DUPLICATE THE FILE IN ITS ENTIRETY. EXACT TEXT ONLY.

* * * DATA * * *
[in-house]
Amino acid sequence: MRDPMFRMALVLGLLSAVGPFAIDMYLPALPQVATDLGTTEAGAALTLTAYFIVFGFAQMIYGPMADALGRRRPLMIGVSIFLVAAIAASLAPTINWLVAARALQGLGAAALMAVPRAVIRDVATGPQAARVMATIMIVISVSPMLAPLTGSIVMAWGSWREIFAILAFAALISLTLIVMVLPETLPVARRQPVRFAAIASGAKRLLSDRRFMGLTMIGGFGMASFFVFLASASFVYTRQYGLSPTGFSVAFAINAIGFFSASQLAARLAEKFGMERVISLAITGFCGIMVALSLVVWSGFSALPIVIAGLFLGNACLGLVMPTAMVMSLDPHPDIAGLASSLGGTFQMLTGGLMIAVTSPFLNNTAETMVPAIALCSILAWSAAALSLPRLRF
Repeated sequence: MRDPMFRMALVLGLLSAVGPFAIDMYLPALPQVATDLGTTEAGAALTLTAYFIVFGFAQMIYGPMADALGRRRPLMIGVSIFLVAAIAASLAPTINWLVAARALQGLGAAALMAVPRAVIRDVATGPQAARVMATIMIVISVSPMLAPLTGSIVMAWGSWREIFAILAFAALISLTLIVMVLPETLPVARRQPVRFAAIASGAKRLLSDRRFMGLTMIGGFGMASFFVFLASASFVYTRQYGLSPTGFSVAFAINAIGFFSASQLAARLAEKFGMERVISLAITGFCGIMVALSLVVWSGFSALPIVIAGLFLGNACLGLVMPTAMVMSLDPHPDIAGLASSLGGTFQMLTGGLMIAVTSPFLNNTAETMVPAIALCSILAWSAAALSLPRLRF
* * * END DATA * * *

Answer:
[in-house]
Amino acid sequence: MRDPMFRMALVLGLLSAVGPFAIDMYLPALPQVATDLGTTEAGAALTLTAYFIVFGFAQMIYGPMADALGRRRPLMIGVSIFLVAAIAASLAPTINWLVAARALQGLGAAALMAVPRAVIRDVATGPQAARVMATIMIVISVSPMLAPLTGSIVMAWGSWREIFAILAFAALISLTLIVMVLPETLPVARRQPVRFAAIASGAKRLLSDRRFMGLTMIGGFGMASFFVFLASASFVYTRQYGLSPTGFSVAFAINAIGFFSASQLAARLAEKFGMERVISLAITGFCGIMVALSLVVWSGFSALPIVIAGLFLGNACLGLVMPTAMVMSLDPHPDIAGLASSLGGTFQMLTGGLMIAVTSPFLNNTAETMVPAIALCSILAWSAAALSLPRLRF
Repeated sequence: MRDPMFRMALVLGLLSAVGPFAIDMYLPALPQVATDLGTTEAGAALTLTAYFIVFGFAQMIYGPMADALGRRRPLMIGVSIFLVAAIAASLAPTINWLVAARALQGLGAAALMAVPRAVIRDVATGPQAARVMATIMIVISVSPMLAPLTGSIVMAWGSWREIFAILAFAALISLTLIVMVLPETLPVARRQPVRFAAIASGAKRLLSDRRFMGLTMIGGFGMASFFVFLASASFVYTRQYGLSPTGFSVAFAINAIGFFSASQLAARLAEKFGMERVISLAITGFCGIMVALSLVVWSGFSALPIVIAGLFLGNACLGLVMPTAMVMSLDPHPDIAGLASSLGGTFQMLTGGLMIAVTSPFLNNTAETMVPAIALCSILAWSAAALSLPRLRF